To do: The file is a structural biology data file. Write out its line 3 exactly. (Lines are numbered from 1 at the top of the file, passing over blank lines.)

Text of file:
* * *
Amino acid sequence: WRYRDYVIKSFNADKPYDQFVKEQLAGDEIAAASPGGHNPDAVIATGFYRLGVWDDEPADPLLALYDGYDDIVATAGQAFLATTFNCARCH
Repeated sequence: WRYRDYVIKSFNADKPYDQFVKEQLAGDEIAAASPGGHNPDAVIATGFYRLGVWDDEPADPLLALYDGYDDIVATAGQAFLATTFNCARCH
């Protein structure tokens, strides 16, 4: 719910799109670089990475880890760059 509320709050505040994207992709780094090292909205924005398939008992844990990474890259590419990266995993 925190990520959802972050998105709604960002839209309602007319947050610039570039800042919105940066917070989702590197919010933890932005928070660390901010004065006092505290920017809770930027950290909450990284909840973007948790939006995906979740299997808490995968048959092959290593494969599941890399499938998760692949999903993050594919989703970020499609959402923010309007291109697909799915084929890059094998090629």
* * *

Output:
């Protein structure tokens, strides 16, 4: 719910799109670089990475880890760059 509320709050505040994207992709780094090292909205924005398939008992844990990474890259590419990266995993 925190990520959802972050998105709604960002839209309602007319947050610039570039800042919105940066917070989702590197919010933890932005928070660390901010004065006092505290920017809770930027950290909450990284909840973007948790939006995906979740299997808490995968048959092959290593494969599941890399499938998760692949999903993050594919989703970020499609959402923010309007291109697909799915084929890059094998090629």